Published 3:31 PM EST Jan 31, 2020
A 35-year-old Seattle-area man identified as the nation’s first person with coronavirus developed pneumonia while in the hospital but has improved after getting antiviral medication, according to a new study.
A report published Friday in the New England Journal of Medicine said the Snohomish County, Washington, man remained in the hospital as of Thursday and has no symptoms other than a cough that is improving.
The study, which describes the man’s symptoms and treatment but does not identify him, provides the most detailed look among the six reported cases of coronavirus in the U.S. On Thursday, the CDC and Illinois state health officials reported the first U.S. case of person-to-person spread of the illness – the husband of a Chicago woman who developed symptoms after visiting China.
Public health officials warn that there are likely to be more U.S. cases, including the possibility of limited person-to-person spread of the respiratory virus, but they emphasized the risk to the public remains low. The outbreak has infected nearly 10,000 people, mostly in China, and killed more than 200 there.
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The Washington state man traveled to Wuhan, China, to visit family. He told health officials that he did not visit the seafood market linked to a cluster of initial cases nor did he visit any health centers or come into contact with anyone with symptoms of the respiratory virus.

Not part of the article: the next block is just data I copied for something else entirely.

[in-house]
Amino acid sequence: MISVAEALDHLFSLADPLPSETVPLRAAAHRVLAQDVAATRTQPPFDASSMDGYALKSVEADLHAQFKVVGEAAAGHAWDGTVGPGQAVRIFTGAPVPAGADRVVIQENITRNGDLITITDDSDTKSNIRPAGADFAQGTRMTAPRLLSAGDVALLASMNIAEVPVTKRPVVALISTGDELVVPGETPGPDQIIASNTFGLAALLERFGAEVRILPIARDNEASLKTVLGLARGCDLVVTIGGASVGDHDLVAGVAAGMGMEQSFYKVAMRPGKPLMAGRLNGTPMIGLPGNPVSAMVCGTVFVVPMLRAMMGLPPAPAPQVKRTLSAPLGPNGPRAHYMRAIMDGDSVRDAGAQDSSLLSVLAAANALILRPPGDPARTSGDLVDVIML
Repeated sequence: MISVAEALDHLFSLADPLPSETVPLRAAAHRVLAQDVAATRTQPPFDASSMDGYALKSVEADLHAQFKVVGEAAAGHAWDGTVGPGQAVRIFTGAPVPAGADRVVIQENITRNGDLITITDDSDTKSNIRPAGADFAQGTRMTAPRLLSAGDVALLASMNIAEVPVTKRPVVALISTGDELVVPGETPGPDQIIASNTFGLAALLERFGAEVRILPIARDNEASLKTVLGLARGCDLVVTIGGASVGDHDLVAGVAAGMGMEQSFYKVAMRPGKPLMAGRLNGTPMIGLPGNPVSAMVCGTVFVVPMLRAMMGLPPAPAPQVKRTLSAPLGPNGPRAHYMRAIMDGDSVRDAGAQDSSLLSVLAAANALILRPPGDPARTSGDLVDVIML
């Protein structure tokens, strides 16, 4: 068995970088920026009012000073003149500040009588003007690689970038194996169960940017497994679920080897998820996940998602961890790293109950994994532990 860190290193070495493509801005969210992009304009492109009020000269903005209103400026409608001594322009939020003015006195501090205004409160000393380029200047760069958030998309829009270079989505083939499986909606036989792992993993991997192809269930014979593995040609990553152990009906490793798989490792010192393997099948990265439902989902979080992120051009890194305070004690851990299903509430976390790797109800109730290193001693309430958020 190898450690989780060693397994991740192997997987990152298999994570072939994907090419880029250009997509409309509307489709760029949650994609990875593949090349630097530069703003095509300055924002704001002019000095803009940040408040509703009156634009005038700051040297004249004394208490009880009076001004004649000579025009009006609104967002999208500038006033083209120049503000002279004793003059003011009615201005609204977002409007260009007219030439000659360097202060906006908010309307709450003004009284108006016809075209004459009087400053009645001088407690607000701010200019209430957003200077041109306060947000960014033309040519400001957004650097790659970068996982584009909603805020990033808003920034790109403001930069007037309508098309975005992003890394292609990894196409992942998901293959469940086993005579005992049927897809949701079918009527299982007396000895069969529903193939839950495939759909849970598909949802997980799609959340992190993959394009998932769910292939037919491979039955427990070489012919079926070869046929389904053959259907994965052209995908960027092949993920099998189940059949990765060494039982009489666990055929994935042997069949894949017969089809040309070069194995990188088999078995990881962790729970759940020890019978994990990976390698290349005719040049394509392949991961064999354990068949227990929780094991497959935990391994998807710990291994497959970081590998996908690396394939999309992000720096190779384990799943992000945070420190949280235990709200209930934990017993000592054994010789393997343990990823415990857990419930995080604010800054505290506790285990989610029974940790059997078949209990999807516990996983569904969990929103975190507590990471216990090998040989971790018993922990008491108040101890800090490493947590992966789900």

He returned home Jan. 15 on a flight to Seattle-Tacoma International Airport. On Jan. 19, he checked into an urgent care clinic in Snohomish County complaining of four days of cough and fever. The man wore a mask in the clinic’s waiting room before he was examined. He was tested for coronavirus because of his travel to Wuhan, the epicenter of the coronavirus outbreak, and sent home.
The following day, the CDC confirmed the man had coronavirus, and he was transported to Providence Regional Medical Center in Everett, Washington, where he was placed in an isolated unit.
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The man’s vital signs were stable despite fever, cough and fatigue. However, chest X-rays taken on his fifth night in the hospital revealed signs of pneumonia, so doctors treated him with oxygen and other medications. The following day, X-rays revealed concerning markings in both of his lungs, “a finding consistent with atypical pneumonia,” commonly called walking pneumonia. Doctors administered an experimental, antiviral treatment called remdesivir.
Two days later, his condition improved other than an occasional dry cough and runny nose. He remained in the hospital and by Thursday “all symptoms have resolved with the exception of his cough, which is decreasing in severity,” the report said.
County and federal health officials tracked the man’s travel and contacted individuals who came in close contact with him. Some health care workers who treated him at the urgent care clinic were asked to stay home and monitor for symptoms, county health officials said.
So far, no one who came into contact with the man has been diagnosed with coronavirus.
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